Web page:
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UK House prices predicting general election result

UK House Prices Rise by 10%

Housing-Market / UK Housing Apr 29, 2010 - 05:06 AM GMT

By: Nationwide

Housing-Market

Best Financial Markets Analysis Article• House prices increased by 1.0% monthon- month in April
• Annual rate of price inflation moves into double digits for first time since June 2007
• House prices are 10.0% below the October 2007 peak


Commenting on the figures Martin Gahbauer, Nationwide's Chief Economist, said:

“The price of a typical UK property rose by a seasonally adjusted 1.0% month-on-month (m/m) in April, leaving house prices 10.5% higher than a year earlier. Over the lifetime of the last Parliament (May 2005 to April 2010), house prices have risen by 6.7%. This compares to a 13.5% increase in the consumer price index, the official target measure of inflation.

“April’s figures show the first double-digit annual growth in UK house prices since June 2007. The year-on-year rate in this month’s figures, however, received an additional boost from the fact that April 2009 was one of the weaker months last year. Given the very strong performance of house prices from May 2009 onwards, it will take monthly increases in excess of 1% for the annual rate of inflation to be maintained in double digits going forward. The smoother three month on three month rate of inflation edged down further from 1.5% in March to 1.1% in April, which primarily reflects the impact of February’s 1.0% decline in house prices. April’s figures leave UK house prices exactly 10% below the October 2007 peak.

What role are cash transactions playing?

“The strong rebound in house prices over the last year has taken place within the context of a subdued mortgage market, with the number of mortgage advances across the industry still well down on precrisis ‘norms.’ A natural question which therefore arises is whether cash buyers have helped to boost the market and bid up prices?

“Over the course of 2008 – when the credit crunch was at its most severe – there was indeed an increase in the estimated proportion of total housing transactions completed in cash. Cash transactions (i.e. non-mortgaged purchases) are estimated to have averaged 43% of the total in 2008 against 37% in 2007. This suggests that cash buyers did make some contribution to clearing the excess stock of housing on the market during the period in which mortgage finance was least available.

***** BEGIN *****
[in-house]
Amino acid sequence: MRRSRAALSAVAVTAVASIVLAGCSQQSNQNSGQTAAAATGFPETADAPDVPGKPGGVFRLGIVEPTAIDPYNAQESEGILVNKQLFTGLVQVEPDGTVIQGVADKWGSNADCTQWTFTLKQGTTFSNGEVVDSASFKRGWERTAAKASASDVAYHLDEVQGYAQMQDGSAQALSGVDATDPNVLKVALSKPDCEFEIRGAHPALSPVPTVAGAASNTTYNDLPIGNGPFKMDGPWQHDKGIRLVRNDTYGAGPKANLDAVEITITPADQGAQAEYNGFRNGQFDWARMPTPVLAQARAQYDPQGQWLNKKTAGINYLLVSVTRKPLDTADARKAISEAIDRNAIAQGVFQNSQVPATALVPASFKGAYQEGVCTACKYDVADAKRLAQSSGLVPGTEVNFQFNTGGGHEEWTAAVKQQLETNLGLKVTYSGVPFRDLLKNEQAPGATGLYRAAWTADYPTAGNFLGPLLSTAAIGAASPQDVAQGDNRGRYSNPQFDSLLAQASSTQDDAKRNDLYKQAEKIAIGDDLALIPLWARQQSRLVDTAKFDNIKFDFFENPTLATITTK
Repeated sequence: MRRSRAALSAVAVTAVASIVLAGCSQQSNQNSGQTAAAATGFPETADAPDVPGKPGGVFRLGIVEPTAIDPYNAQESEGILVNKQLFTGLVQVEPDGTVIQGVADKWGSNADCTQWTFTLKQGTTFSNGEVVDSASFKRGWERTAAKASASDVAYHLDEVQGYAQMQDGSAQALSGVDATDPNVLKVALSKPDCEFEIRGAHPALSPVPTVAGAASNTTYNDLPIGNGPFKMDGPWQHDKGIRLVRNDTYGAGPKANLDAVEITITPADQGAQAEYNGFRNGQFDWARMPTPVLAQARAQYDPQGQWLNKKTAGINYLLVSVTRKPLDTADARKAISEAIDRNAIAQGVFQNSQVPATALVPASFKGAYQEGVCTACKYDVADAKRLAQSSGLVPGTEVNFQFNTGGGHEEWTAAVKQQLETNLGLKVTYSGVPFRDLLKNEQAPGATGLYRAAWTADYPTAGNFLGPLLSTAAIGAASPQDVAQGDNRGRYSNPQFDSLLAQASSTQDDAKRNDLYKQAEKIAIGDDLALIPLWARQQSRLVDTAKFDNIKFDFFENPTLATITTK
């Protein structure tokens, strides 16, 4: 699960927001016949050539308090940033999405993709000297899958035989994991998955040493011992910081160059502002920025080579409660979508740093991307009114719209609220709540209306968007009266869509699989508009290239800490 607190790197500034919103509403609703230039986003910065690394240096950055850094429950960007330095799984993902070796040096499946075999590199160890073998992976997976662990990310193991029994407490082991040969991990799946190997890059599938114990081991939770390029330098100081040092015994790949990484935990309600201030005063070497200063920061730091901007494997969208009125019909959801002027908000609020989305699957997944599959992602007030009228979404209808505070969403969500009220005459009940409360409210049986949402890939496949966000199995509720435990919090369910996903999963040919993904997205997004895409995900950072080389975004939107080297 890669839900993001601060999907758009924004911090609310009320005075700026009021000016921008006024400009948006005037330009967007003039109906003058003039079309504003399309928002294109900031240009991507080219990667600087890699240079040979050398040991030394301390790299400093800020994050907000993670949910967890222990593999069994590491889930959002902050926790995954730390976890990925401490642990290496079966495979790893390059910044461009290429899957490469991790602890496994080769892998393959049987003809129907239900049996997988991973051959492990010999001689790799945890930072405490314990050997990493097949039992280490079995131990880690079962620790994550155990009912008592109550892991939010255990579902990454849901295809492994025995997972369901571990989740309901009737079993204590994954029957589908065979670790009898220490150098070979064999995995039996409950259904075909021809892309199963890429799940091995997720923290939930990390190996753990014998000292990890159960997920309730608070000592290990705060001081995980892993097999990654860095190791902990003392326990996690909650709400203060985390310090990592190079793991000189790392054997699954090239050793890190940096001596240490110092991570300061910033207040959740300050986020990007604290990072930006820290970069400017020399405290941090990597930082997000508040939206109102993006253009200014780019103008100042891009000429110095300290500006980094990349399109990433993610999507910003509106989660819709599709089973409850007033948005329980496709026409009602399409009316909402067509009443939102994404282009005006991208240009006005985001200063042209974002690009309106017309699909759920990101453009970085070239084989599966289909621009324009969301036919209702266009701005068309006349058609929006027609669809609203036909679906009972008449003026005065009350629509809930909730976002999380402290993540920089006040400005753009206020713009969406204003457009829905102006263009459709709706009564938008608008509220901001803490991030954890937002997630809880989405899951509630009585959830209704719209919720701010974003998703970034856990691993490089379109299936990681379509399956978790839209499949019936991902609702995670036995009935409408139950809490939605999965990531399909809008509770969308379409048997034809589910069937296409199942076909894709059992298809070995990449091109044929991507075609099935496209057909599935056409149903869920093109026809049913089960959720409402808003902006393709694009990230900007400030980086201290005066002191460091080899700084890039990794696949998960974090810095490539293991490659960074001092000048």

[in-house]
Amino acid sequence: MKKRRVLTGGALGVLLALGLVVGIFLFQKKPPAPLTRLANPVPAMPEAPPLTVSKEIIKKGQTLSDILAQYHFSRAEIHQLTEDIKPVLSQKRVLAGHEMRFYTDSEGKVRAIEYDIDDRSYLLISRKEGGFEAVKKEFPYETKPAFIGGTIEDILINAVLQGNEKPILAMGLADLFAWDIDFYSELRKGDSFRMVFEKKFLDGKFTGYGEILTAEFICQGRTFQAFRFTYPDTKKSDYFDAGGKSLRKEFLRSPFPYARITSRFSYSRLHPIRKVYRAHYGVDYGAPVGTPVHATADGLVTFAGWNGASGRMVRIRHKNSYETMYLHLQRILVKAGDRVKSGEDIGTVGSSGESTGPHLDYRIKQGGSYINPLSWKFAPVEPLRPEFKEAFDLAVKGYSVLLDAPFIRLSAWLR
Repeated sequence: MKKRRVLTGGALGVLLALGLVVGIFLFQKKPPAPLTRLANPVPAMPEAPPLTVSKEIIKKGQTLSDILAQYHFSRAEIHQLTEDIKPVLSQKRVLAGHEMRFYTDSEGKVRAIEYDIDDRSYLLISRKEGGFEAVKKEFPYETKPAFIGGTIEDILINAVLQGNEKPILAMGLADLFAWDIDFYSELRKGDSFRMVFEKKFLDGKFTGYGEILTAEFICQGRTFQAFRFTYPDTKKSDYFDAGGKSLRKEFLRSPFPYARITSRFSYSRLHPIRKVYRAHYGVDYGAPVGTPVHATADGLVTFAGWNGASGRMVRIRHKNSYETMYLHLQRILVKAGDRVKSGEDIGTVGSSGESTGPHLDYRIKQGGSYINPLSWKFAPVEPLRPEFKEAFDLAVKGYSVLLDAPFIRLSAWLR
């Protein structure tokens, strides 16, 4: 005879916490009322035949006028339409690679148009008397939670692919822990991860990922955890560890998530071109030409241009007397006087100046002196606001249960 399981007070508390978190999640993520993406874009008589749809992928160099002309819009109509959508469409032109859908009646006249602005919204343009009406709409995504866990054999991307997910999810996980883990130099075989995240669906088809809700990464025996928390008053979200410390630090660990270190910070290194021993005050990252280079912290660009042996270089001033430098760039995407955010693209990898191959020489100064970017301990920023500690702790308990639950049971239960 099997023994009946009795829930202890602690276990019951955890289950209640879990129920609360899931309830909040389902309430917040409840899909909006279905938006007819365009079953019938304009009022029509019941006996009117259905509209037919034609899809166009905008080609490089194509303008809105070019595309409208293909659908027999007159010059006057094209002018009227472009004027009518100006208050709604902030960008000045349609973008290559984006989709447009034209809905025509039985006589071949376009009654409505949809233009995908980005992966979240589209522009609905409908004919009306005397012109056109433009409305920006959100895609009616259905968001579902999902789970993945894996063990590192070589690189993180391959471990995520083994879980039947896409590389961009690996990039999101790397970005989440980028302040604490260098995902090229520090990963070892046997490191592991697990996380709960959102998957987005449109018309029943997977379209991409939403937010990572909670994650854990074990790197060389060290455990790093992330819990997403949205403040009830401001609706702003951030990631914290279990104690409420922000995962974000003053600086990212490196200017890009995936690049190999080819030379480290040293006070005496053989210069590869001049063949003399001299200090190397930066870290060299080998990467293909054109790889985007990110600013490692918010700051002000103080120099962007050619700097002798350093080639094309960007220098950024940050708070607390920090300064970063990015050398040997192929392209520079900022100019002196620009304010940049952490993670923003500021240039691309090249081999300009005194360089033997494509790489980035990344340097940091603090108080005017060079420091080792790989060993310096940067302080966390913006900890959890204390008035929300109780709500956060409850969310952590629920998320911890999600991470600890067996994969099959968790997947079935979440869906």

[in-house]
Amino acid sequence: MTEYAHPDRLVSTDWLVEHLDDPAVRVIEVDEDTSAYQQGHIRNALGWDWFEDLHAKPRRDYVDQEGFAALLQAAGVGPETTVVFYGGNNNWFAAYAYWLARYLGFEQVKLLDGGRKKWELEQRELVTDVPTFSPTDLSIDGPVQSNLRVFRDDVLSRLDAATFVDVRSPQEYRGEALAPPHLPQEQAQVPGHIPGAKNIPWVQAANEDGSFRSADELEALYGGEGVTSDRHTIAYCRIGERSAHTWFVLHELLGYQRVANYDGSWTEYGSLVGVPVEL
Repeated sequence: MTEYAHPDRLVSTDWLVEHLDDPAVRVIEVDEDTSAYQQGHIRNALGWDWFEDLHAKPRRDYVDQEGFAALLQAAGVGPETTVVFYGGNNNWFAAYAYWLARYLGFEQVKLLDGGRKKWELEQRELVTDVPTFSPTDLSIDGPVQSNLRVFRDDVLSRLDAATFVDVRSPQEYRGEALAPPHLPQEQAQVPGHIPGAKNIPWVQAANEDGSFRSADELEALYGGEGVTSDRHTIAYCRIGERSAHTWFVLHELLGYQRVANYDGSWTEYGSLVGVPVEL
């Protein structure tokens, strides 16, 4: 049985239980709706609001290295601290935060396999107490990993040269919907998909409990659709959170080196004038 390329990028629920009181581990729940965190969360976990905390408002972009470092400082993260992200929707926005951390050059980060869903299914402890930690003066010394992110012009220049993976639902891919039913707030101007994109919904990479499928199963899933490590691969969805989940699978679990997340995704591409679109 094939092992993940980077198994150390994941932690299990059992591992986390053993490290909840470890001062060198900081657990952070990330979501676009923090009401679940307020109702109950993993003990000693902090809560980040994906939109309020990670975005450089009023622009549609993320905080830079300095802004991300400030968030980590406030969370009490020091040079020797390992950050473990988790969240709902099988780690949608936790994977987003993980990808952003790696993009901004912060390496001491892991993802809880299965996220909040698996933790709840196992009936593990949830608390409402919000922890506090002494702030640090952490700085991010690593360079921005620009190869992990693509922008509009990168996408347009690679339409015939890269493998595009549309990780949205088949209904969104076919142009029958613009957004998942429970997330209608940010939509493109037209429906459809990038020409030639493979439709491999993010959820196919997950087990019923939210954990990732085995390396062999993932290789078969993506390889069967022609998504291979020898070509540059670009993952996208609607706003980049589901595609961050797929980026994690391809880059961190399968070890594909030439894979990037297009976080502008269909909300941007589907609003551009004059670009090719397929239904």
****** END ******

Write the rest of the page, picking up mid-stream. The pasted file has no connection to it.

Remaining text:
“However, since the beginning of 2009 the proportion of cash transactions has declined to a level only slightly higher than the average for 2007. Even in absolute terms, there was a decline in the number of cash buyers between 2008 and 2009. As such, the importance of cash buyers in the market started to decline at exactly the same time as house prices began the strong rebound that has lasted up until the present day. It is in fact the recovery in mortgaged transactions that has played a greater role in boosting total market activity since the early 2009 trough.

“Rather than a surge in cash buyers, the more important driver of rising house prices has been the low level of stock for sale, as many homeowners and buy-to-let landlords continue to wait for prices to recover to peak 2007 levels before deciding to sell up or move. The very low level of interest rates has been supportive of this wait-and-see approach, particularly in the buy-to-let sector. Many landlords have seen their mortgages revert to base rate trackers and are now earning significantly higher net rental income than a few years ago. As a result, most can easily afford to wait for prices to recover further before selling.

“Nonetheless, there has recently been evidence of a slight shift in the supply-demand balance. While the recovery in new buyer enquiries at estate agent offices appears to have petered out, the last few months have seen an increase in the level of new instructions from sellers. All else equal, this should lead to a gradual flattening out of the recent upward price momentum, and this is indeed what the 3 month trend in April’s figures shows.”

Monthly UK House Price Statistics

Note: Historical figures including index levels can be viewed using the following link: www.nationwide.co.uk/hpi/downloads/Monthly.xls

Martin Gahbauer
Chief Economist
Tel: 01793 655434
fionnuala.earley@nationwide.co.uk
Roy Beale
Media Relations Officer
Tel: 01793 655689
roy.beale@nationwide.co.uk

Notes: Indices and average prices are produced using Nationwide's updated mix adjusted House Price Methodology which was introduced with effect from the first quarter of 1995. Price indices are seasonally adjusted using the US Bureau of the Census X12 method. Currently the calculations are based on a monthly data series starting from January 1991. Figures are recalculated each month which may result in revisions to historical data. The Nationwide Monthly House Price Index is prepared from information which we believe is collated with care, but no representation is made as to its accuracy or completeness. We reserve the right to vary our methodology and to edit or discontinue the whole or any part of the Index at any time, for regulatory or other reasons. Persons seeking to place reliance on the Index for their own or third party commercial purposes do so entirely at their own risk. All changes are nominal and do not allow for inflation. More information on the house price index methodology along with time series data and archives of housing research can be found at www.nationwide.co.uk/hpi

http://www.nationwide.co.uk/

Nationwide Archive

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